To Curriculum or Not?

Youth Specialties
August 1st, 2011

It's an age-old argument in student ministry. A conversation that I've sat through many times. To use curriculum or not use curriculum? That is the question.

Before I was in the thick of student ministry, I was always in the “write your own stuff” camp. It somehow seemed more holy. Then I got hired full time and started sharing every Wednesday night. BAM! Circumstances can changes one's mindset pretty quickly.

Here's some of the more common thoughts expressed about using curriculum or sermon outlines in ministry…

  • The writers of the material don't know my students and therefore the content won't be as relevant to them.
  • I want to allow the Holy Spirit to “breath” life into my weekly talks. If it's scripted, that's not going to happen.
  • If I use a “canned message”, I will spend less time preparing my own heart and pouring into the scripture.
  • I want to use my own stories as illustrations, not someone else's.
  • I'm saving a lot of money by writing my own stuff.
Where am I at now? First of all, let me say this. I don't think any one way is right for everyone. To each his own because we don't all come from the same mold. But would you allow me to unpack how I tackle preparing messages and offer my opinion on some of the common ideologies expressed above?
When I start preparing for a message or an upcoming student message series, I start with prayer. I want to see where God wants to take us. I absolutely don't want to just pick a topic out of a hat. A conversation with God is the first thing.
From there, I'll generally go to my list of resources. Some of them online, some of them purchased and in my office. I'll see if there's any resources I can use to help get my flow started.
I know this isn't for everyone, but for me personally, I like to begin research with a trusted person's outline and work from there. Here's some things I do as I use this kind of a resource.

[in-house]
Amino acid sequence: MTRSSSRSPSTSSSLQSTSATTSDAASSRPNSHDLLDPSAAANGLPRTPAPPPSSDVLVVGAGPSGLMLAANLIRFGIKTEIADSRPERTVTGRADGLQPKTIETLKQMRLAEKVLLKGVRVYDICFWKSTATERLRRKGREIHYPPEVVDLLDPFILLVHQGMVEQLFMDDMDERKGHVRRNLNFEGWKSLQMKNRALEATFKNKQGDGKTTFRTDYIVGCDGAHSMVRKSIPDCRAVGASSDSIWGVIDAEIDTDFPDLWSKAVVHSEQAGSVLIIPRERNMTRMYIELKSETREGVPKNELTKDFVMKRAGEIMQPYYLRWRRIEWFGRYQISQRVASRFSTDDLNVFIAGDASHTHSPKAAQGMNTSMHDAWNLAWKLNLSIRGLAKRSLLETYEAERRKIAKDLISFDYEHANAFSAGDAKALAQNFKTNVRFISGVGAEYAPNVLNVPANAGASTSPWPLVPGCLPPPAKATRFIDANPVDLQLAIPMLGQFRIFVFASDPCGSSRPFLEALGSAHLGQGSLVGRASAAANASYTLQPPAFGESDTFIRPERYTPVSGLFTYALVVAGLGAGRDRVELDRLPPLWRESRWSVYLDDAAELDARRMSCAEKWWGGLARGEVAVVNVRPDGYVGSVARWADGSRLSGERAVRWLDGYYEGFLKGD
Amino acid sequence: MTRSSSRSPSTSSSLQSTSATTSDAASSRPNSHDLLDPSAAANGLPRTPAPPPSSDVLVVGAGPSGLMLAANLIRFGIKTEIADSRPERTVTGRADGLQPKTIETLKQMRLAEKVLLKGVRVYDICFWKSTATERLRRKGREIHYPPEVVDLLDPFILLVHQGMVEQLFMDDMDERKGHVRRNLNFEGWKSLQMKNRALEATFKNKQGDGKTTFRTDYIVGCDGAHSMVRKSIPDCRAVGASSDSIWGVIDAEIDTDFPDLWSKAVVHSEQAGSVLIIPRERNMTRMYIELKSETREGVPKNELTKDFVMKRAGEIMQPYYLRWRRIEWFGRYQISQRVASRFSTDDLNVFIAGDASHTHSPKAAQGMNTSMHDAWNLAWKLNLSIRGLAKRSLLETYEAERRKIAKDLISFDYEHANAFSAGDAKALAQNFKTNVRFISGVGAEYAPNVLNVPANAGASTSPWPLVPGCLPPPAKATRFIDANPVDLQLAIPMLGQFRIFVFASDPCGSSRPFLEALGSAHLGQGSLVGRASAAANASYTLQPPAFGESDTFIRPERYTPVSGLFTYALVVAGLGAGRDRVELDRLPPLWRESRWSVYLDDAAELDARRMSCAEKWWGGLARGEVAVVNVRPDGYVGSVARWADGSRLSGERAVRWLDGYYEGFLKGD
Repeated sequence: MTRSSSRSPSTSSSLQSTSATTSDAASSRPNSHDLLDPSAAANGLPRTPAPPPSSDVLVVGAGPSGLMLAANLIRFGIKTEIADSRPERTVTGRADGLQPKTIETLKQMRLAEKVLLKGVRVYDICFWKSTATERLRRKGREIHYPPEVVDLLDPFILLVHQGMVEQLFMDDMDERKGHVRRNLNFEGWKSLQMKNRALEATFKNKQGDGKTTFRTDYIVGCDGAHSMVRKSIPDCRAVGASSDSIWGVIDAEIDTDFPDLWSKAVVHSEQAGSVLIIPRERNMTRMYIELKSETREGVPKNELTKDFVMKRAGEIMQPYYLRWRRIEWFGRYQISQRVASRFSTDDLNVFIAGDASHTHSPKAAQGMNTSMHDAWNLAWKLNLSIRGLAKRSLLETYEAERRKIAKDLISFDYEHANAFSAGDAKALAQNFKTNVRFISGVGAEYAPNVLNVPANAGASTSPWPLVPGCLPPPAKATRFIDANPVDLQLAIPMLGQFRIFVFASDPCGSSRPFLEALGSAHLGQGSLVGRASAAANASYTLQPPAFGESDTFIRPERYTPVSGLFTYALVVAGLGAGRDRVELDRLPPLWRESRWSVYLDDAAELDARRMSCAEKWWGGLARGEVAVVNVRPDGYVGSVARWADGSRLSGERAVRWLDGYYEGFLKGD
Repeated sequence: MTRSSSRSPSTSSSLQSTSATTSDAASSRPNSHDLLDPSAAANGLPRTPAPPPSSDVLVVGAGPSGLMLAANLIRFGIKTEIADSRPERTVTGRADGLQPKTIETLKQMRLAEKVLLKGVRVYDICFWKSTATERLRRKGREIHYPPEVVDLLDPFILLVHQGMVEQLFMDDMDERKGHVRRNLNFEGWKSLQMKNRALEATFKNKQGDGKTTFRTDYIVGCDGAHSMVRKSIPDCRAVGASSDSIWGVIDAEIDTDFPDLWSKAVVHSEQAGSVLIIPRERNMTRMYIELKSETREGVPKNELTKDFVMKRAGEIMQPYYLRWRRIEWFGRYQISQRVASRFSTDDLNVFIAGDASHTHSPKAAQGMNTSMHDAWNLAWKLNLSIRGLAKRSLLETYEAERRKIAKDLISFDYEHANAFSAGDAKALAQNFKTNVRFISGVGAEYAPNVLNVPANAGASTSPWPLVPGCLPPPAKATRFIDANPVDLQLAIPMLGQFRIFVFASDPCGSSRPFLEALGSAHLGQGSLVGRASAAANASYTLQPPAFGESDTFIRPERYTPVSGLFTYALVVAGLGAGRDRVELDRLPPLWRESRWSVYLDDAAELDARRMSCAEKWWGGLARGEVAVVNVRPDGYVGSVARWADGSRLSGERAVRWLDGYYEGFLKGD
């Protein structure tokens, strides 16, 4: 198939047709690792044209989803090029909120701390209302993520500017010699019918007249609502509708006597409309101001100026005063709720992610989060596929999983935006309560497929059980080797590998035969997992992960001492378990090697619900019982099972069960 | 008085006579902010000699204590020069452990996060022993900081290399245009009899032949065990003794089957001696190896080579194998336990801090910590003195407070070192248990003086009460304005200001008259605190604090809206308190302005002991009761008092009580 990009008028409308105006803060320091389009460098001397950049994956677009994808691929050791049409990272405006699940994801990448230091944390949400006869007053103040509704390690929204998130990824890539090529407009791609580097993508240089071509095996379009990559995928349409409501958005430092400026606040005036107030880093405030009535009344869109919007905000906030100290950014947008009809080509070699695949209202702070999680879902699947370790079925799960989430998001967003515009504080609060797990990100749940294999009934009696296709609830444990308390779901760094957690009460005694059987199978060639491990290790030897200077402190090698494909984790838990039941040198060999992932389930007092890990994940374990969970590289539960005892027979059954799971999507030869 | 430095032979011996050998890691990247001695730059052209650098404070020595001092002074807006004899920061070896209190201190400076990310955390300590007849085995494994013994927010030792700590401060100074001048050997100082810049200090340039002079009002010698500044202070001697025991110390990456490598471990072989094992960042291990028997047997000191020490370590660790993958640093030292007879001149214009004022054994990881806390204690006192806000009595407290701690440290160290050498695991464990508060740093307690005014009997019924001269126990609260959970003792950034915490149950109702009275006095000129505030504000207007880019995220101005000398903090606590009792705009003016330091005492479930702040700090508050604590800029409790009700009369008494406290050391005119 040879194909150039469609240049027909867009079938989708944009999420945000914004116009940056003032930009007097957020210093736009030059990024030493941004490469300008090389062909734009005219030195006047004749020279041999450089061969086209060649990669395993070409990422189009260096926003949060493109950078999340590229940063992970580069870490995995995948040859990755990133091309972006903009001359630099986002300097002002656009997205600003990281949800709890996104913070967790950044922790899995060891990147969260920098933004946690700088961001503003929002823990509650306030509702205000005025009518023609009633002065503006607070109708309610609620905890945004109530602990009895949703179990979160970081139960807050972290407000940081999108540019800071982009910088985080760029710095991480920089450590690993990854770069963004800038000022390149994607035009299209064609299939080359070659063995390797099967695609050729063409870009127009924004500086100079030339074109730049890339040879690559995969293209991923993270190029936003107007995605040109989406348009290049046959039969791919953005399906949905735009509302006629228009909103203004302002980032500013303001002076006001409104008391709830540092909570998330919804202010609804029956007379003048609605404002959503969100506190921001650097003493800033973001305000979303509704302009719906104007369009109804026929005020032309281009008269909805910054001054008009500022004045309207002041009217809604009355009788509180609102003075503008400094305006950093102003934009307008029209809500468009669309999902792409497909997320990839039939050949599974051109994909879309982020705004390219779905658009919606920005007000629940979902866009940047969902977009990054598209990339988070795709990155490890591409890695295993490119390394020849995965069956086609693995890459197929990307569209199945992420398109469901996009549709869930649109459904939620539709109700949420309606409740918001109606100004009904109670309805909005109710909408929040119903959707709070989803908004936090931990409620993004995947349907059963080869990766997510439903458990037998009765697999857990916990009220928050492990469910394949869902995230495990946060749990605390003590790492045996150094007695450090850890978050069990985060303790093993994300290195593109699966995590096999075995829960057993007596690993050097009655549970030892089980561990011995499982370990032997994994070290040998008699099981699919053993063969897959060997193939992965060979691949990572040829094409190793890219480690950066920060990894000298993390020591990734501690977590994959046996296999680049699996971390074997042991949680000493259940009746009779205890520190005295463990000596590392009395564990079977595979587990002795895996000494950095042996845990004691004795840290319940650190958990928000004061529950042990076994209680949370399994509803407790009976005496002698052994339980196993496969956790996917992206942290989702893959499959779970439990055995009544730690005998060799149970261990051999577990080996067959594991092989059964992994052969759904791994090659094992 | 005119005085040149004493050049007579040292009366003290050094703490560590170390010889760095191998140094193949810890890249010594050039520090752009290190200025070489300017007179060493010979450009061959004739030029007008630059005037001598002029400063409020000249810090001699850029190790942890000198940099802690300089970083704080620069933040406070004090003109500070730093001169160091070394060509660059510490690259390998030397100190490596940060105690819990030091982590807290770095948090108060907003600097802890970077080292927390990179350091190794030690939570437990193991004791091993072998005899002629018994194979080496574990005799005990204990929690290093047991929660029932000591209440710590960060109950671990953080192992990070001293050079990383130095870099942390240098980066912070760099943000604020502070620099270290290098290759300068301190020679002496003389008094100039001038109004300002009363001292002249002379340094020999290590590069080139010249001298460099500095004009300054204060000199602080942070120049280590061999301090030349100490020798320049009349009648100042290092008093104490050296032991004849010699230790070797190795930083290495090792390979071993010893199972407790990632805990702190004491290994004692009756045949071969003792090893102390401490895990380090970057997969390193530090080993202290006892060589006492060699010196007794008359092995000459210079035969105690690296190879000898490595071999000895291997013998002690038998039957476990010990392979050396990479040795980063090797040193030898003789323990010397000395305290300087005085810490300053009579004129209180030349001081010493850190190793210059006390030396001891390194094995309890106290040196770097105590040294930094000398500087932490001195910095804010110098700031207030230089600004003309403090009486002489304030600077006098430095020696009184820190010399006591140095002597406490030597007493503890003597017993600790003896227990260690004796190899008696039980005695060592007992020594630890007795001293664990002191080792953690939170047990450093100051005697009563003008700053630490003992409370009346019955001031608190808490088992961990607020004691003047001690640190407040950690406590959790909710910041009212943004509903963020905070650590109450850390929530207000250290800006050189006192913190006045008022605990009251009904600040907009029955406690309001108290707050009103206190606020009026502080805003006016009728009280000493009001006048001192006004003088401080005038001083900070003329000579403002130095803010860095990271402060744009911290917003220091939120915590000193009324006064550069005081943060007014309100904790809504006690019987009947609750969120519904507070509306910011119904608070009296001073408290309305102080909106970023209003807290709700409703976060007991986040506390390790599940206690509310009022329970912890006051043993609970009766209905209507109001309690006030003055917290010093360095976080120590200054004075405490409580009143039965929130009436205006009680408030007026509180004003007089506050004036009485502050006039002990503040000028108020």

• I read through it – the WHOLE thing.
  • I edit out irrelevant or unnecessary content.
  • I make all sorts of notes and scribbles: adding, updating, fixing, illustrating, etc.
  • I replace stories with personal stories from my own life.
  • I edit for length.
  • I do all this early enough in the process so that I can let it marinate in my head and go back and read and polish it a few more times before I share.
This accomplished a few different things for me.
  • For whatever reason (it's the way I'm wired, I guess), this process takes a whole lot less time than if I were to start from scratch.
  • It allows me to take someone else's content and shape it to fit well in my local ministry context.
  • It allows me to stretch and use my creative gift with created content.
  • It allows time for me to spend quality and deep time with the message and related scriptures so that it's not just a drive-by experience.
The last thing… as I present the message, I try my best to stay open to the Holy Spirit's leading. That means leaving even my edited script if I hear His still small voice. Because there's one thing I know for sure: He knows better than I do the message that needs to be communicated at that time and space and to those specific students.

So, I guess I pretty much sit on the fence for this one. I can see pros and cons with doing it only one way — either way. My preference is to do a little bit of both. It's what works for me. What about you?

Youth Specialties

Disclaimer: The views and opinions expressed in the YS Blog are those of the authors and do not necessarily reflect the opinion or position of YS.